I believe the answer can be summed up in a few words: Our whole life, no matter what we are doing, should be “dedicated to God.” I would like to quote four scriptures that support this and then give some brief comments.

*Galatians 2:20 says, “I have been crucified with Christ; and it is no longer I who live, but Christ lives in me, and THE LIFE WHICH I NOW LIVE IN THE FLESH I live by faith in the Son of God, who loved me and gave Himself up for me” (NASB).

*Romans 12:1 states, “I urge you, brethren, by the mercies of God, that you PRESENT YOUR BODIES A LIVING AND HOLY SACRIFICE, acceptable to God, which is your spiritual service of worship.”

*1st Corinthians 6:20 reads, “For you have been bought with a price: therefore glorify God in your body.”

*1st Corinthians 10:31 declares, “Whether, then, you eat or drink or whatever you do, do all to the glory of God.”

In our first verse the Apostle Paul summed up the Christian’s life, for after one has been saved, our whole life should be devoted to living for the One “who loved me and gave Himself up for me.” Some people like to divide up their lives into two different compartments; the SPIRITUAL and the SECULAR. Paul knew that there was but one life to be lived, and that was to “live by faith in the Son of God.” If you are a believer in Christ, you have been “saved by faith” (see Ephesians 2:8); here we see that the rest of your life should be one of “living by faith.”

What is it that gives us the power to live our life in total dedication to God? We have already seen that it is Christ’s sacrifice for us on the cross that is the main reason for living for Him. This thought is included in Romans 12:1, but notice how Paul refers to “the MERCIES of God” as a motive to present our bodies (i.e. our LIFE) to God. We learn about some of those mercies in chapters 1-8, such as being JUSTIFIED by God (3:20-5:1), IDENTIFIED with Christ (5:12-6:11; 8:1), INDWELT by the Holy Spirit (8:2-27), and CHOSEN and PREDESTINED by God (8:28-30).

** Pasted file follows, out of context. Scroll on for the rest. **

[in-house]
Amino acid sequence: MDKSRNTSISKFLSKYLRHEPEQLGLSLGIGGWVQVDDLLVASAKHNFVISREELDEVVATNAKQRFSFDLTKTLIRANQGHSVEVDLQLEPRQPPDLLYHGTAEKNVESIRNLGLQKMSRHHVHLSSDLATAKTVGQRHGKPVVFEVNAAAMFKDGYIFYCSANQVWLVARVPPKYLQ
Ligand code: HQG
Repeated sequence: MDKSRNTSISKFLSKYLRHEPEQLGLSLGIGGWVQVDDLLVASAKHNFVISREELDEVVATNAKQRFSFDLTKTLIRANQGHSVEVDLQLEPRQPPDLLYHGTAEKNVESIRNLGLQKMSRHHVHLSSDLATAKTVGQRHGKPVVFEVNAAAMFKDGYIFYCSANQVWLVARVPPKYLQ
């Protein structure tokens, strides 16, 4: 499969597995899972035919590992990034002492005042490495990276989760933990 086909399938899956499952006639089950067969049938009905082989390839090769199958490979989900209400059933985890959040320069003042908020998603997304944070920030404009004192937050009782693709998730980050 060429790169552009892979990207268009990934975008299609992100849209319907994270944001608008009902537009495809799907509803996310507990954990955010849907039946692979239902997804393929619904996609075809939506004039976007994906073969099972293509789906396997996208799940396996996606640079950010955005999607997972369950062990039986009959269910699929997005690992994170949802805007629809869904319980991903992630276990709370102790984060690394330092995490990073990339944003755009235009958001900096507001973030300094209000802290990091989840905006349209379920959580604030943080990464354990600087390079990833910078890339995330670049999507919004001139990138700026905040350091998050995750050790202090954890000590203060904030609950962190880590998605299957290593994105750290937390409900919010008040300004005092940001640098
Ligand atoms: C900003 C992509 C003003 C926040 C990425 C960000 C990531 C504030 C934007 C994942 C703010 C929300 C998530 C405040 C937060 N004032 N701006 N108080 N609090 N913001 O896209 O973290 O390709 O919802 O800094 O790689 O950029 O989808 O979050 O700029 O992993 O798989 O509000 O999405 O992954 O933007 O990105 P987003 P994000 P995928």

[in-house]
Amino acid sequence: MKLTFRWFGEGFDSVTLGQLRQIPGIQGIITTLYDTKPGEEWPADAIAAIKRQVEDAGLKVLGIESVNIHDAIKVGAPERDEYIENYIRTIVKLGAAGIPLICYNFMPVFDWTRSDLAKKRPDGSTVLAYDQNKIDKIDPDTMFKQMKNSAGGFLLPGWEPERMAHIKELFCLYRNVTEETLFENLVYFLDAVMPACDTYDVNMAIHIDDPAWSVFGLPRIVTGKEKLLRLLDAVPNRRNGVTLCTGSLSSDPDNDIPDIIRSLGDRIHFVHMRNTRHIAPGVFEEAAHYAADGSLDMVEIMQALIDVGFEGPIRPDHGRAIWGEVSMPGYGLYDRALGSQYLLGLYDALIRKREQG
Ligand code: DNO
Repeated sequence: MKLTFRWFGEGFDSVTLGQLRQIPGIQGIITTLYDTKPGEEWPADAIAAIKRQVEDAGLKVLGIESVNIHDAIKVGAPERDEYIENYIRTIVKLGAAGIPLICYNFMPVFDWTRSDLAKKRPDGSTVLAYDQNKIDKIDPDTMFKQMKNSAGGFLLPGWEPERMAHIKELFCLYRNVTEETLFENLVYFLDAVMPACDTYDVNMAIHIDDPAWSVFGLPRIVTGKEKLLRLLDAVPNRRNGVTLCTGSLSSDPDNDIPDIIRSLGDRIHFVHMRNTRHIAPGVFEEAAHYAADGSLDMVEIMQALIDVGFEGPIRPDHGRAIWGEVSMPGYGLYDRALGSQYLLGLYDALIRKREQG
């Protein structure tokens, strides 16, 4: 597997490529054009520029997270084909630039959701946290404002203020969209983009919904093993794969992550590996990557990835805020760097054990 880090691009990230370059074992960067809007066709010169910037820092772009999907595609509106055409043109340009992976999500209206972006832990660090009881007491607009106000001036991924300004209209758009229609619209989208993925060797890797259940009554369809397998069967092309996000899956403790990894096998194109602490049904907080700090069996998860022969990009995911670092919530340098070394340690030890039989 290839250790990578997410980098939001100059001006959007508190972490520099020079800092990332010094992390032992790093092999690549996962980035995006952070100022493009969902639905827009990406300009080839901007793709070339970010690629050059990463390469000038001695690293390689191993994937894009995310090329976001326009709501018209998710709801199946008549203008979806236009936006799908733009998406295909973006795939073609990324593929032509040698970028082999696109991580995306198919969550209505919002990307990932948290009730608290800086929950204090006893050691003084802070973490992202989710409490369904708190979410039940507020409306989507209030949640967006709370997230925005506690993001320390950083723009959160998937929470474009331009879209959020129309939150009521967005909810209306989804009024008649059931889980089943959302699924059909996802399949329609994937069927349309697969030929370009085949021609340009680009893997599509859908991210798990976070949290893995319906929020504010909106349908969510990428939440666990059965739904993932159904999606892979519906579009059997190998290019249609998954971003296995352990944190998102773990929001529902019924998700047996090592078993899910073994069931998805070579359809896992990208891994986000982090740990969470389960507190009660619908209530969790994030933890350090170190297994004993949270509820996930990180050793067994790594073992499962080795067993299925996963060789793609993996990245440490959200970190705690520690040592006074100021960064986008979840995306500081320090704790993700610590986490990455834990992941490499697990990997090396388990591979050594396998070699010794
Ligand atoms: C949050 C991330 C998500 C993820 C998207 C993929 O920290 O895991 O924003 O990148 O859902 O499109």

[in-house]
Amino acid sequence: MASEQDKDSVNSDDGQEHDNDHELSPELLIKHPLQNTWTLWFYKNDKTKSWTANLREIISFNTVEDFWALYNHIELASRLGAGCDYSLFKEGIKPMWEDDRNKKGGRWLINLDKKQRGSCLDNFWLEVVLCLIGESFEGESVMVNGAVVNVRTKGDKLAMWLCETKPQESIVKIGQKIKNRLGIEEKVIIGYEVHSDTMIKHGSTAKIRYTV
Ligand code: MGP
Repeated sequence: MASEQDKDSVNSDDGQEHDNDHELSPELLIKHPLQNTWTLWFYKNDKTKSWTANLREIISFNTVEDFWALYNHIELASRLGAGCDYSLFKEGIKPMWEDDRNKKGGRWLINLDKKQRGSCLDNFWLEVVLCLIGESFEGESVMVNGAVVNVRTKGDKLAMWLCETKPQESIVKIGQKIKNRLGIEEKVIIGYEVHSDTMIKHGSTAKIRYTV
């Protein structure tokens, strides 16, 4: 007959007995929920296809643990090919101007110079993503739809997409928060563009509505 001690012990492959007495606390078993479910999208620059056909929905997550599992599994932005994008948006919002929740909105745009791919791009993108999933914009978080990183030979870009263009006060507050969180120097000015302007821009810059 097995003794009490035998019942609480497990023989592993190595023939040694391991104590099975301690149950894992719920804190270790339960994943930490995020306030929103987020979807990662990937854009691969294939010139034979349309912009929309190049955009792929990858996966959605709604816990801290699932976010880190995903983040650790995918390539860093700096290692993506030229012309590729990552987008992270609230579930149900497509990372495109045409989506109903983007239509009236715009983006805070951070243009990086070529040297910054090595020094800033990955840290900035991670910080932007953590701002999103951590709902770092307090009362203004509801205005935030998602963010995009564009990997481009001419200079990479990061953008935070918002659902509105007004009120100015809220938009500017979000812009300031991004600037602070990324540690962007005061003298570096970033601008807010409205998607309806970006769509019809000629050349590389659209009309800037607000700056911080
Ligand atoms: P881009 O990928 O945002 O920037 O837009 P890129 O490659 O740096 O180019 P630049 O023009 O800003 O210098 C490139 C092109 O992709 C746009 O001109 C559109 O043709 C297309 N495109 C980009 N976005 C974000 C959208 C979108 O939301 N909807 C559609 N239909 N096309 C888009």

In the last two verses we see our main goal in life is to “glorify God.” Again, our motive for doing so is that we “have been bought with a price.” The more we think of what our Savior endured for us at Calvary, in taking our sins upon Himself and then bearing God’s holy judgment against those sins, the more we will desire to “glorify God in our body.” Add to that the thought that we now BELONG TO HIM.

What we see in our very last verse is so important to lay hold of, for there we learn that we can bring glory to God in EVERYTHING WE DO! Again, we may have a tendency to separate areas of our life into the “secular” and the “spiritual,” and thus we don’t see that we can glorify God even in the “mundane” areas of our life, like eating or drinking. I believe the thought is we should be thinking of our blessed Lord AT ALL TIMES. When we do, our lives will be very practical. When we eat or drink, we will instinctively thank the Lord for providing us with our temporal needs. We will also make sure we aren’t eating or drinking something that is harmful to our bodies. The point is we can bring the Lord into all of the circumstances of our life. Before we speak, we can ask, “Will these words be pleasing to the Lord and helpful to others? If not, we should be silent. Before we go engage in an activity (such as sports or watching television), we should ask ourselves, “Can I do this with the Lord’s approval?” Let’s be clear, the Lord wants us to “enjoy life,” so He doesn’t expect us to refrain from doing our job, going on vacations, attending our children’s school events, etc. But He does expect us to live our lives in dependence on Him and to be assured that whatever we do; we “do all the glory of God.” (313.3) (DO)